Re: public performance rights

Jim Scholtz (jscholtz@sdln.net)
Mon, 24 Mar 1997 14:33:04 -0700 (MST)

Sarah, the "teaching exemption" stems from the U.S. Copyright laws 1976
and only applies to U.S. schools (in this case elementary, secondary, and
college/universities). You would have to check the Canadian code for a
similar exemption for Canadian copyrighted works. Also, you might talk to
a lawyer about various "laws of reciprocity" regarding copyright
exemptions from country to country (Does U.S. copyright law take
precedence when a person in another country uses a work holding a U.S.
copyright? - not being a lawyer, but a librarian, I would say yes, if that
work is not also copyrighted in their country, and that person would also
be subject to U.S. laws). Let me know what you find out. This would be
an excellent question to ask A.I.M.E. (a copyright organization for
schools, etc. her in the U.S. - located in Elkhorn, IA). JCS.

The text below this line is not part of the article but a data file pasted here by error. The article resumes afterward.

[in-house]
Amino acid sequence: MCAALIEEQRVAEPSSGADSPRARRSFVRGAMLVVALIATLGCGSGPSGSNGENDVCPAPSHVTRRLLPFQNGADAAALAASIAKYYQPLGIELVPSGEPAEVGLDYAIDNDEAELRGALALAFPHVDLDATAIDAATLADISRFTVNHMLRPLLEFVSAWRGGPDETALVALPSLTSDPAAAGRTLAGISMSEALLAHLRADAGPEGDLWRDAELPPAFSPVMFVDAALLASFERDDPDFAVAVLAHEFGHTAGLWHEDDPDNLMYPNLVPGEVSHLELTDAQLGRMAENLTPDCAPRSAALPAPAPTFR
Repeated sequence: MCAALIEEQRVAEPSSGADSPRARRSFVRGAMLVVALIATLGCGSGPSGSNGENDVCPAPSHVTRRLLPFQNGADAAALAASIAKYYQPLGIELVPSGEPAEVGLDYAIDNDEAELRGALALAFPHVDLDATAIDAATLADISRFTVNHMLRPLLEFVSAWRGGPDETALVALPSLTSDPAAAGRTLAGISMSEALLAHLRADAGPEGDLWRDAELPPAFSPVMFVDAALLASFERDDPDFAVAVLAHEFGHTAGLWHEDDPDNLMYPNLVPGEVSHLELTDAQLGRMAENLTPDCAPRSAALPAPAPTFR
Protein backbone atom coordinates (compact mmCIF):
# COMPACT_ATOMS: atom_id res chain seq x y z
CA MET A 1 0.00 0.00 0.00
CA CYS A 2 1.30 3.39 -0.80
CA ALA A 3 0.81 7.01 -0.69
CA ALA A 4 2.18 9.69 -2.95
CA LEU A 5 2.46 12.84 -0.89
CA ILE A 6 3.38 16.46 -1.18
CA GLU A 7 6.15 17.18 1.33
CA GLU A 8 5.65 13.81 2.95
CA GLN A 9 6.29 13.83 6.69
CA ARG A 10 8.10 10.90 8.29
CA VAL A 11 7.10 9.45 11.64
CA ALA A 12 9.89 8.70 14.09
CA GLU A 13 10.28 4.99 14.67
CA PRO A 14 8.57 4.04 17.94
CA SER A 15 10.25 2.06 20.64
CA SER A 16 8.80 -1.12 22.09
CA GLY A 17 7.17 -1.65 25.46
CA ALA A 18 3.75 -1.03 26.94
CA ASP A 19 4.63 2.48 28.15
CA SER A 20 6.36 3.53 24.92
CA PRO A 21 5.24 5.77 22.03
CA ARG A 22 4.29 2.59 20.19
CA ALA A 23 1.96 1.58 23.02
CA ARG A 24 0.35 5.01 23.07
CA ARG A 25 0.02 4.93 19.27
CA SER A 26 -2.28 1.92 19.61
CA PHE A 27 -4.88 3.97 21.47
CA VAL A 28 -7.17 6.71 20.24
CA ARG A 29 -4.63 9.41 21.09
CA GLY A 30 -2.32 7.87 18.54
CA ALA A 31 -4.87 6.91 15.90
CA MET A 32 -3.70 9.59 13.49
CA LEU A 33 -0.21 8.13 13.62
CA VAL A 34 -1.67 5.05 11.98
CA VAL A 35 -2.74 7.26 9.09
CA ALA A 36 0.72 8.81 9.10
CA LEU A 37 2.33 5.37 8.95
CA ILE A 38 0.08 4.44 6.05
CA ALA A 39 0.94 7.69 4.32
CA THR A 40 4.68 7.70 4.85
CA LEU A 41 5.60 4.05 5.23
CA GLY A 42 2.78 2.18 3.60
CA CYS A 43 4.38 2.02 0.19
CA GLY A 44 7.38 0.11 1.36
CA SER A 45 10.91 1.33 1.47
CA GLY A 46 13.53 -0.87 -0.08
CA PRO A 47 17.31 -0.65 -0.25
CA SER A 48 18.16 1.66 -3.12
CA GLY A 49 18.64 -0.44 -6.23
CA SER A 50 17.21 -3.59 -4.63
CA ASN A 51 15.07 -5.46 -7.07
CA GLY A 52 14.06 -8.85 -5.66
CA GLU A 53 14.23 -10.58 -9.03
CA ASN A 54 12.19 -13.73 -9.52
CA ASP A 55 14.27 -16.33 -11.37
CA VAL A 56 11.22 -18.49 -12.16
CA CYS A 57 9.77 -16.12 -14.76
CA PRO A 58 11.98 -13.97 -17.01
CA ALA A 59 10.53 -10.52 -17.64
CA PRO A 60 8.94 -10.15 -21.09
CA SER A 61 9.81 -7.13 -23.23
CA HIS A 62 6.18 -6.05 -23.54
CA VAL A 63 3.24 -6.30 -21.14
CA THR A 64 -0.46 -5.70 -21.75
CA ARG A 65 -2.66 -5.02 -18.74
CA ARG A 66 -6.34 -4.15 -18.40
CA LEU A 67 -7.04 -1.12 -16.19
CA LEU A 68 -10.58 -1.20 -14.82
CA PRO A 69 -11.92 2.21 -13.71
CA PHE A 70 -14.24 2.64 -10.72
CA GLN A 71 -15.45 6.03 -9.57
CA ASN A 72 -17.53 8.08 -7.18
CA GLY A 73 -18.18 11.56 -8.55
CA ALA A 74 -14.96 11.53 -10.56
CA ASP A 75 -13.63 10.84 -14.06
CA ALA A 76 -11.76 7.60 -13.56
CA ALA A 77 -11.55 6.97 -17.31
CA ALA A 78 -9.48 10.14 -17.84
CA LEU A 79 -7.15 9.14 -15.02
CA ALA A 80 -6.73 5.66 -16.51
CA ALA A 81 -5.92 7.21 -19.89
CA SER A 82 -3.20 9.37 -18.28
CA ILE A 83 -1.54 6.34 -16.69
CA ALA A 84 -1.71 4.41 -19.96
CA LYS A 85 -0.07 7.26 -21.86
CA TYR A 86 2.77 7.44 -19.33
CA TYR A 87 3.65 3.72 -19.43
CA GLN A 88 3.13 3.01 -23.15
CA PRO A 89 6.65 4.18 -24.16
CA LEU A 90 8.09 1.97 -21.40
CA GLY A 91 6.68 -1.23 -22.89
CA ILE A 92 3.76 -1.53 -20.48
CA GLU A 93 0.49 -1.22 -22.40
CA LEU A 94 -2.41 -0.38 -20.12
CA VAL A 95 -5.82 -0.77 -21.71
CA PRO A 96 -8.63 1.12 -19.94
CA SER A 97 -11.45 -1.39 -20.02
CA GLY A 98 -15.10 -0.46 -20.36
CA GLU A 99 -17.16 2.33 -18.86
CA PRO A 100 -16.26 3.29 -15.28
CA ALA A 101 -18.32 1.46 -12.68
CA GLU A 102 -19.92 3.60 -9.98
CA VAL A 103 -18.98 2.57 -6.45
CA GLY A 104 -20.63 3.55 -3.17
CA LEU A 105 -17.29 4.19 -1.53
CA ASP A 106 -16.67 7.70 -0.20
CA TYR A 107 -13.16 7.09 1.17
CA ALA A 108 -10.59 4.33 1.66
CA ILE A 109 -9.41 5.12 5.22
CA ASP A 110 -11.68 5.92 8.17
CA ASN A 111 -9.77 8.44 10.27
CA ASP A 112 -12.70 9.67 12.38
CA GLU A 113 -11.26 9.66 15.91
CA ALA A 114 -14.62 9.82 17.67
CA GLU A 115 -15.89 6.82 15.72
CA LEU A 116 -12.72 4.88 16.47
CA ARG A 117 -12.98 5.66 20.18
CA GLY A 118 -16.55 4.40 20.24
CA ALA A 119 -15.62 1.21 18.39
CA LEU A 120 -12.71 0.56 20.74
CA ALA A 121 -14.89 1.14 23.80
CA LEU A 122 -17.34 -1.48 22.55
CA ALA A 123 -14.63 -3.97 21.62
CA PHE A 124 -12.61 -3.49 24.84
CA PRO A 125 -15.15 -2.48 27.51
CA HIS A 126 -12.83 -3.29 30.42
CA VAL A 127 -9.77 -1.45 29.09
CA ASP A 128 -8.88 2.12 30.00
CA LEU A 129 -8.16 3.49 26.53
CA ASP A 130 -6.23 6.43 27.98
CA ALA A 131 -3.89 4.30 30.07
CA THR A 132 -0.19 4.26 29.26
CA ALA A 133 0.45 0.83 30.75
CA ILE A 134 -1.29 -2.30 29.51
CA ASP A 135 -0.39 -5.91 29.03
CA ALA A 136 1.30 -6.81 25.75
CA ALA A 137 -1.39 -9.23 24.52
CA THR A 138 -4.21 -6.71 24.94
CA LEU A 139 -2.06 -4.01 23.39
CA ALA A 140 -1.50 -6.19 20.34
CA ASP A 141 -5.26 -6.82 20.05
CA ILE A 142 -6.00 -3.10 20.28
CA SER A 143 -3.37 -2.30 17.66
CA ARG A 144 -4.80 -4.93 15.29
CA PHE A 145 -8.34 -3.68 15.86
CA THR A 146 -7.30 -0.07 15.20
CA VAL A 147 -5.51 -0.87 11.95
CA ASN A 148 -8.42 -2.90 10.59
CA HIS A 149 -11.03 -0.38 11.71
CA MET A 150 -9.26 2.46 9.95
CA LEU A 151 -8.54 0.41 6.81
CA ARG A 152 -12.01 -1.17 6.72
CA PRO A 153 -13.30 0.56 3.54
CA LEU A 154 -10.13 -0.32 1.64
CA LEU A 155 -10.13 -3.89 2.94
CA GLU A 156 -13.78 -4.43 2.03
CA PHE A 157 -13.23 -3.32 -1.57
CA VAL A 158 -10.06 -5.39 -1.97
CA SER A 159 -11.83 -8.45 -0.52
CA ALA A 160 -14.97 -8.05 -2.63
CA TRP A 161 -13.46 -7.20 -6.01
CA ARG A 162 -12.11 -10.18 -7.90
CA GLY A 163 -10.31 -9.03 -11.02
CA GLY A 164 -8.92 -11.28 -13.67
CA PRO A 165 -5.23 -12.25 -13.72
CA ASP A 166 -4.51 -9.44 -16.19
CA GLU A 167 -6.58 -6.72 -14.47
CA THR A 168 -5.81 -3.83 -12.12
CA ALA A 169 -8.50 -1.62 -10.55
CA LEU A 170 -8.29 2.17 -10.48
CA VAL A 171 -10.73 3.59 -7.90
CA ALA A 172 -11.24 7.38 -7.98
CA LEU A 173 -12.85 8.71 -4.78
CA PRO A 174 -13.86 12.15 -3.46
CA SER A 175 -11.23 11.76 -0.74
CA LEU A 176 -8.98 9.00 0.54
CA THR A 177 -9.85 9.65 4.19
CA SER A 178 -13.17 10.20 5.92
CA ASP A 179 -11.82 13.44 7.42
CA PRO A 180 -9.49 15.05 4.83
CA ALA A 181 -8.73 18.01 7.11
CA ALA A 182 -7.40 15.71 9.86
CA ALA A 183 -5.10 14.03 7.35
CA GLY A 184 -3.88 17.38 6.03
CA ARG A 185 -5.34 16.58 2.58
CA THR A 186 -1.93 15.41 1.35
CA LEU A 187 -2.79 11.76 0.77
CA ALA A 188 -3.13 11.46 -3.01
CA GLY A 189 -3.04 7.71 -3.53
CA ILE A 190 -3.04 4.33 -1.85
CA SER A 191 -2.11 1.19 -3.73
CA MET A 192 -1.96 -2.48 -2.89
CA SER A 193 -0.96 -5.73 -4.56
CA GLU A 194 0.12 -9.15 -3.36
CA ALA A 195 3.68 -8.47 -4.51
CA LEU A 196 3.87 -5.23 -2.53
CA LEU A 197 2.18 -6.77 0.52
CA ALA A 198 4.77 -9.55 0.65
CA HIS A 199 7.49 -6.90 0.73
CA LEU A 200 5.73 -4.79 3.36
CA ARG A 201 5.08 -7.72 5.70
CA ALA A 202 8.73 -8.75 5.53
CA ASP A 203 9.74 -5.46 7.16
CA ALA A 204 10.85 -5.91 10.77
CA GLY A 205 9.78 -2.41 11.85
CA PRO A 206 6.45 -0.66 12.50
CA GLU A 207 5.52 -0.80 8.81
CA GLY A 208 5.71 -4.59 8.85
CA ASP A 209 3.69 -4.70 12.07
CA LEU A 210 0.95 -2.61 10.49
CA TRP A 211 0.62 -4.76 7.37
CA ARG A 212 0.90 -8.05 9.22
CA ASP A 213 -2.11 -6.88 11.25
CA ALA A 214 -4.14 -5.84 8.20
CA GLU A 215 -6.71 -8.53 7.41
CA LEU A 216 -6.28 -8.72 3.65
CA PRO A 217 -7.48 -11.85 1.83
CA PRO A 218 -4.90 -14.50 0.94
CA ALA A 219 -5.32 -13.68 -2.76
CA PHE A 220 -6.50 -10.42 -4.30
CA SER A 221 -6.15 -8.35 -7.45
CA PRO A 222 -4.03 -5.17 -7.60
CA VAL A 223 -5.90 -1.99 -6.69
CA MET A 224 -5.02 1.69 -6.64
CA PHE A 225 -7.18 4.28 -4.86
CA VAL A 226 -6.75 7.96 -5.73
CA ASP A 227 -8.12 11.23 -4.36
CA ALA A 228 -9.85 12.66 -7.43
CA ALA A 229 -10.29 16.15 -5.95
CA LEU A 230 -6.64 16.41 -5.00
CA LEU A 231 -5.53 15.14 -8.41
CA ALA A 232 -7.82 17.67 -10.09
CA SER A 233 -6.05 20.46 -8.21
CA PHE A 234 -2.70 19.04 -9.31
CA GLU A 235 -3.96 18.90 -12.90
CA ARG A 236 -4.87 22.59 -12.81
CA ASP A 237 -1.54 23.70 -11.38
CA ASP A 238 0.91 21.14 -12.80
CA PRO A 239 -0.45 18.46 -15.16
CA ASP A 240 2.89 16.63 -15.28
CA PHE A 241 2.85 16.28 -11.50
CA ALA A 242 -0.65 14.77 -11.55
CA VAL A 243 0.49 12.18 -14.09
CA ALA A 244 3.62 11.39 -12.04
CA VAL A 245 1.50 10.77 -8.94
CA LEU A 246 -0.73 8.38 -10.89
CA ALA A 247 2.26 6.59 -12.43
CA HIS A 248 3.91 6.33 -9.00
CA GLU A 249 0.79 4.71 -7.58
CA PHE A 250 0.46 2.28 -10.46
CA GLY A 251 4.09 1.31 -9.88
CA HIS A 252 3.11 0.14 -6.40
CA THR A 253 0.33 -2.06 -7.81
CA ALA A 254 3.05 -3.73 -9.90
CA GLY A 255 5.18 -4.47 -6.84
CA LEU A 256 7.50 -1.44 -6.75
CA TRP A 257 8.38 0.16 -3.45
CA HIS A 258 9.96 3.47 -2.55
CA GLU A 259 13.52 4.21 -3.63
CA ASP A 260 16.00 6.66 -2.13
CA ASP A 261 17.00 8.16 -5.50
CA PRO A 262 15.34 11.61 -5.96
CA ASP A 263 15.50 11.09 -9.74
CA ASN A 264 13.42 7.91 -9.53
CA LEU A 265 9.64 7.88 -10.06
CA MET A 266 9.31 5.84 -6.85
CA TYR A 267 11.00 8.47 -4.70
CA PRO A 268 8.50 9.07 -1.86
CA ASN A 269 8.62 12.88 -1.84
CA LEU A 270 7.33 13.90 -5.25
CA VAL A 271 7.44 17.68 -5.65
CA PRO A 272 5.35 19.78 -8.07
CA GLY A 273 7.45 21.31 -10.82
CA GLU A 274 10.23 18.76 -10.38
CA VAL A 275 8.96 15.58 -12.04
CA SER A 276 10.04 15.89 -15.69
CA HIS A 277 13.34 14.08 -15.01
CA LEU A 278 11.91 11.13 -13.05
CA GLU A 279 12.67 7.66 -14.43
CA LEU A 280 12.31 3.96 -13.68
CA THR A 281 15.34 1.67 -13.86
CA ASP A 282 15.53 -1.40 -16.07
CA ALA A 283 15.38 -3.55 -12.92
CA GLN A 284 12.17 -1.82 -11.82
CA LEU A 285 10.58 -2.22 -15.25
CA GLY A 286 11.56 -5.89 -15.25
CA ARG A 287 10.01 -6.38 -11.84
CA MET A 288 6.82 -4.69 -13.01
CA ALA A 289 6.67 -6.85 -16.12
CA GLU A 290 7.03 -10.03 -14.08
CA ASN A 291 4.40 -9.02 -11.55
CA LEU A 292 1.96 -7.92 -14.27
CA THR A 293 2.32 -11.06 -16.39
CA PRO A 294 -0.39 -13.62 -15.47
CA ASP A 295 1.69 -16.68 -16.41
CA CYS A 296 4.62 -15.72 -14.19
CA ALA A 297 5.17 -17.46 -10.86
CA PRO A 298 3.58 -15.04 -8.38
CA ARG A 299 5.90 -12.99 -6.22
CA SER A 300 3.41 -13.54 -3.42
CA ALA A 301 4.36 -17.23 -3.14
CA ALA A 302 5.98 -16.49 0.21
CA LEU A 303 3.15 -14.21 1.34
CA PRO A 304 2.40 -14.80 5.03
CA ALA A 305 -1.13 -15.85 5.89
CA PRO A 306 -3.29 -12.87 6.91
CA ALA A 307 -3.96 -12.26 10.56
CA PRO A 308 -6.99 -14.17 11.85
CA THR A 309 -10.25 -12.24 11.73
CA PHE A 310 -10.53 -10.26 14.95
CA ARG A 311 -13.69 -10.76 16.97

On Mon, 24 Mar 1997, Sarah Hainsworth wrote:

> In the most recent issue of "Video Librarian" there is a short blurb about
> Schools and the Public Performance Myth - the paragraph says that if you are
> planning to use videos in a "face to face teaching situations, as part of
> the curriculum" you don't need public performance rights. Does this apply
> only to American schools or does it also apply to Canada? Can anyone
> clarify? Thank you.
>
> Sarah Hainsworth
> Media Librarian, Education Media Library
> Learning Resources and Technology Division
> NS Department of Education and Culture
> 3770 Kempt Road, Halifax, NS CANADA B3K 4X8
> (902)424-2439 (voice) (902)424-0633 (fax)
> email: shainswo@nshpl.library.ns.ca
>
>